Button to scroll to the top of the page.

News

From the College of Natural Sciences
Font size: +

Twin Astronomer Probes ‘DNA’ of Twin Stars to Reveal Family History of Milky Way

Twin Astronomer Probes ‘DNA’ of Twin Stars to Reveal Family History of Milky Way
Astronomer Keith Hawkins (left), an assistant professor at The University of Texas at Austin, is pictured with twin brother Kevin Hawkins. Credit: Rob Hardin

Twin stars appear to share chemical "DNA" that could help scientists map the history of the Milky Way galaxy, according to new research by astronomer Keith Hawkins of The University of Texas at Austin accepted for publication in The Monthly Notices of the Royal Astronomical Society.

Hawkins knows something about twin similarities and differences, being himself a fraternal twin. His own study of stellar twins "is a kind of a '23 and Me' for stars," he said with a laugh.

Using a telescope at the university's McDonald Observatory, he studied the chemistry of twin stars to see whether they are identical or fraternal twins. Hawkins' work has shown that most twin stars are chemically identical. As a result, the search for chemically identical stars could yield a better understanding of the galaxy's history over time.

Working with a team that includes UT Austin undergraduate and graduate students as well as colleagues from Princeton University, the Carnegie Observatories, and the University of California, Berkeley, Hawkins focused on 25 widely spaced binary stars identified by the Gaia satellite. Each such binary contains two stars that were born together billions of years ago, out of a single collapsing cloud of gas and dust.

Using the 2.7-meter Harlan J. Smith Telescope at McDonald Observatory, Hawkins probed the detailed chemical compositions of all 50 stars in these binary systems to a greater depth than any previous studies. His results demonstrated that stars born together show chemical compositions that are virtually identical — many times more so than same-type stars chosen at random.

These results have implications far beyond just understanding binary stars, Hawkins said. The study serves as a proof-of-concept for the idea of "chemical tagging" — using the chemical compositions of stars spread throughout the galaxy to figure out which stars formed together initially.

Astronomers know that vast numbers of stars are born in giant clouds of gas and dust often referred to as stellar nurseries. During the course of millions or billions of years, though, Hawkins says, these "loose assemblies of stars that form together get dispersed over time."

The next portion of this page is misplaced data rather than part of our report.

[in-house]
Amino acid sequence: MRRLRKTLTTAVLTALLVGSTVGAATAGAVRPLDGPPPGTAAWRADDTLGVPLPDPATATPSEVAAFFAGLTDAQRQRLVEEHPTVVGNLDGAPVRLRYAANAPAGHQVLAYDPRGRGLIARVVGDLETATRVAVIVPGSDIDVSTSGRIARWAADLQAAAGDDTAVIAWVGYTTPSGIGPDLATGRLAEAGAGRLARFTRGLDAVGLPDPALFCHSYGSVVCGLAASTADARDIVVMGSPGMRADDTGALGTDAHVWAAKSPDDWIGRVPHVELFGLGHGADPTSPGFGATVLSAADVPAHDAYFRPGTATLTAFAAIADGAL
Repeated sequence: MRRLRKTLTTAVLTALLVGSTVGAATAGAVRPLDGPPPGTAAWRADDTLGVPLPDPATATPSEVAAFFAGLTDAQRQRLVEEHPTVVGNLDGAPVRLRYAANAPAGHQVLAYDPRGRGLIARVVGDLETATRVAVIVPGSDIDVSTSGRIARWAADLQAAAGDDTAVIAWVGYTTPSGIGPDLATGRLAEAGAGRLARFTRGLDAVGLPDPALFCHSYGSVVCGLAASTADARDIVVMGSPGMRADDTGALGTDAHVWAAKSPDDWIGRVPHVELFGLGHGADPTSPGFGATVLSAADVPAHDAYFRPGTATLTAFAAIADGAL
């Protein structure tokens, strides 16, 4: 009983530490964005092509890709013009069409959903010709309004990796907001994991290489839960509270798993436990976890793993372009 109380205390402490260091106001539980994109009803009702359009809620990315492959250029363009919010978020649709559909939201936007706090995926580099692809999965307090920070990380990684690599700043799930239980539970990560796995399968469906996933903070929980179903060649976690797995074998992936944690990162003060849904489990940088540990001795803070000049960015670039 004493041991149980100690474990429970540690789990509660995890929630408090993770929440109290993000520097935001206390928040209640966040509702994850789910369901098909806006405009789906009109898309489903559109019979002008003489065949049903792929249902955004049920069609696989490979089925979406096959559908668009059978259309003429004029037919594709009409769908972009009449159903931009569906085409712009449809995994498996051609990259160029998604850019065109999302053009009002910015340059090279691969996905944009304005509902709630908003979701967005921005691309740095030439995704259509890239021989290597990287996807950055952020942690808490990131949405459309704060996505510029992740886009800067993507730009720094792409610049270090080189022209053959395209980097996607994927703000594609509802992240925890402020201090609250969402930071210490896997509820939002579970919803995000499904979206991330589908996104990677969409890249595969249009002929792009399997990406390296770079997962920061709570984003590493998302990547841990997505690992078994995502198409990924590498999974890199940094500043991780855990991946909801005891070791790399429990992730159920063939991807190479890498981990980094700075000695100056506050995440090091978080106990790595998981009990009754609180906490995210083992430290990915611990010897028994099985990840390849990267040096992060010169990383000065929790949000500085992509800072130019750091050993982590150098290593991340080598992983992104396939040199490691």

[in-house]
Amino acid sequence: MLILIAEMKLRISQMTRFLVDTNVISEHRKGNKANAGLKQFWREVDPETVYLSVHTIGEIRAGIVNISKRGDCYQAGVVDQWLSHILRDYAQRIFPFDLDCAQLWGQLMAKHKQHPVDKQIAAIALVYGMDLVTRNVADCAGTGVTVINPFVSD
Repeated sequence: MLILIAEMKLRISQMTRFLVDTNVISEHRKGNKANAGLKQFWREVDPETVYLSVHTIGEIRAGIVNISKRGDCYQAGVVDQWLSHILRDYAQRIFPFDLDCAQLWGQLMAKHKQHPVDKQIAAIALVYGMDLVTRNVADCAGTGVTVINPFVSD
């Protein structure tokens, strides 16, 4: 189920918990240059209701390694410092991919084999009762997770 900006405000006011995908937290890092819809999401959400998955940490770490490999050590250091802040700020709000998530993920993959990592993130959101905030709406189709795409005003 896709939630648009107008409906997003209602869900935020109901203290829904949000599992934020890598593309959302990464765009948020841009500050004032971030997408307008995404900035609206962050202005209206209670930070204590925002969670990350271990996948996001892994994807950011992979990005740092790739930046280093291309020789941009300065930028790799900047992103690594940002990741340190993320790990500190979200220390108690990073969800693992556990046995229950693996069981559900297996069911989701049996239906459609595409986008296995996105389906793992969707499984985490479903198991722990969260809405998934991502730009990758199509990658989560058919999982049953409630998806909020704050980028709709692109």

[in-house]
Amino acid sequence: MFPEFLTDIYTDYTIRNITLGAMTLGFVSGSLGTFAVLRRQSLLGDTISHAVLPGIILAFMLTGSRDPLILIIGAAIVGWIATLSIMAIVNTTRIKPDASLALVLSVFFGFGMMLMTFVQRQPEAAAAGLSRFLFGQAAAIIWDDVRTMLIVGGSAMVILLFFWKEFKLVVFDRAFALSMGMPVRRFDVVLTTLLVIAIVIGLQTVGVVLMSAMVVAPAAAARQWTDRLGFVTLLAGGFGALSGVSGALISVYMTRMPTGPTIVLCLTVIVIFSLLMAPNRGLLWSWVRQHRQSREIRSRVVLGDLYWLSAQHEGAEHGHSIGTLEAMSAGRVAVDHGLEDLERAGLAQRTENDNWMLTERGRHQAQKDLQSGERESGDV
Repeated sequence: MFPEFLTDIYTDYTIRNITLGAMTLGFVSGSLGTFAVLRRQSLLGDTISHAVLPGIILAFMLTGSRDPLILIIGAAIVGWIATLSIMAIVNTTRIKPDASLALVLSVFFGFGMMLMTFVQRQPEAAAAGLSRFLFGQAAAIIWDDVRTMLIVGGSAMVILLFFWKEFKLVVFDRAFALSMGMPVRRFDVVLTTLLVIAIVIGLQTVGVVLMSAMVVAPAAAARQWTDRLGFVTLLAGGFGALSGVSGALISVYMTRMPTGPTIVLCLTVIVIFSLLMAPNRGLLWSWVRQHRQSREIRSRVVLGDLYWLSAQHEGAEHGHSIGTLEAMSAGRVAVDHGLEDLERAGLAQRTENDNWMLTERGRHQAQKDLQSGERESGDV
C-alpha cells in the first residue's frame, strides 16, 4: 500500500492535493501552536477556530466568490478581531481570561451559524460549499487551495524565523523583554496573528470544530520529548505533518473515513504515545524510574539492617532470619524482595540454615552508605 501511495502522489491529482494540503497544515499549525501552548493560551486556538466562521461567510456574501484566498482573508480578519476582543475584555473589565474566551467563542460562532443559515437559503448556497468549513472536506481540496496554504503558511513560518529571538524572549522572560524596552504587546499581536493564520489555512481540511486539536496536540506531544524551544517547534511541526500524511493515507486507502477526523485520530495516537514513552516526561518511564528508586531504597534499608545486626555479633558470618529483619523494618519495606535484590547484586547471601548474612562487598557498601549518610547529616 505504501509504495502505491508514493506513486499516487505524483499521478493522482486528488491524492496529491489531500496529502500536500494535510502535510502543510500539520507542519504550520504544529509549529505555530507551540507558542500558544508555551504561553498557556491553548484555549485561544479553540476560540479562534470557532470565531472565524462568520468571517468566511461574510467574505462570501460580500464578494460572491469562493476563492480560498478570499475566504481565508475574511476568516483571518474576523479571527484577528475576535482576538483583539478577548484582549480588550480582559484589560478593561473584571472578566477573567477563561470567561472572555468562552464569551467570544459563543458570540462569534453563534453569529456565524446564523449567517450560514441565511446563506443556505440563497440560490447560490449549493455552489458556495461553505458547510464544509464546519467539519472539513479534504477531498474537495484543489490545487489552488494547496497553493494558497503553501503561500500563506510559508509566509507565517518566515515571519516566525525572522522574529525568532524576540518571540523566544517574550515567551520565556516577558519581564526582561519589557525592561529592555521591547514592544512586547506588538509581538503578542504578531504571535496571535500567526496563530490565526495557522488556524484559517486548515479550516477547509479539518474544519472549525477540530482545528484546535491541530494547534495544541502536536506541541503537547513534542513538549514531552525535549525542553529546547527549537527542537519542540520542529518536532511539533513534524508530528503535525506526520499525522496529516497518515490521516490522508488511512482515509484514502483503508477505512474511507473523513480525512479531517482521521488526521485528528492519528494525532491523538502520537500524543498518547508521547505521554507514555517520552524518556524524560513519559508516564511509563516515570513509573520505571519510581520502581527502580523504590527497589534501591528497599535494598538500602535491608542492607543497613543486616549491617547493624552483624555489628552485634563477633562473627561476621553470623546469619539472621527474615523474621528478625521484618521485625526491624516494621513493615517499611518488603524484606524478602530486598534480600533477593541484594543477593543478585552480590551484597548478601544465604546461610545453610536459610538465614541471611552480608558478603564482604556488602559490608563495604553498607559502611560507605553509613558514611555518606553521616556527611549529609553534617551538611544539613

If the concept of chemical tagging is valid, astronomers can use it to track down chemically identical stars dispersed around the galaxy today. Armed with this chemical map, they can then rewind the stars' trajectories back to their beginnings in a single giant star-forming cloud. In other words, they can "retrace the assembly history of the galaxy," Hawkins said.

A deeper understanding of our Milky Way's evolution will provide an in-depth case study toward astronomers' quest to understand all galaxies — the building blocks of the universe.

This study was funded by Research Corporation.

Hawkins found that the chemical 'DNA,' or spectra, of twin stars born together are identical, as shown here. Hawkins captured these spectra of two stars in a binary pair using the Harlan J. Smith Telescope at McDonald Observatory. (The background image is an artists' concept of a binary star.) Credit: K. Hawkins/UT Austin (data) and NASA/JPL-Caltech/T. Pyle (background)

Note to editors: Images to accompany this text are available for download at:

http://mcdonaldobservatory.org/news/releases/20191220

Reference: Identical or fraternal twins?: The chemical homogeneity of wide binaries from Gaia DR2 by Keith Hawkins, et al.: https://arxiv.org/abs/1912.08895

Science Contact:

Dr. Keith Hawkins, Assistant Professor

Department of Astronomy

The University of Texas at Austin

512-471-1309

keithhawkins@utexas.edu

Media Contact:

Rebecca Johnson, Communications Mgr.

McDonald Observatory

The University of Texas at Austin

512-475-6763; rjohnson@astro.as.utexas.edu

Top Texas Science Stories and Discoveries of 2019
Obesity in Pregnant Moms Linked to Lag in Their So...

Comments

 
No comments made yet. Be the first to submit a comment
Already Registered? Login Here
Guest
Sunday, 19 January 2020

Captcha Image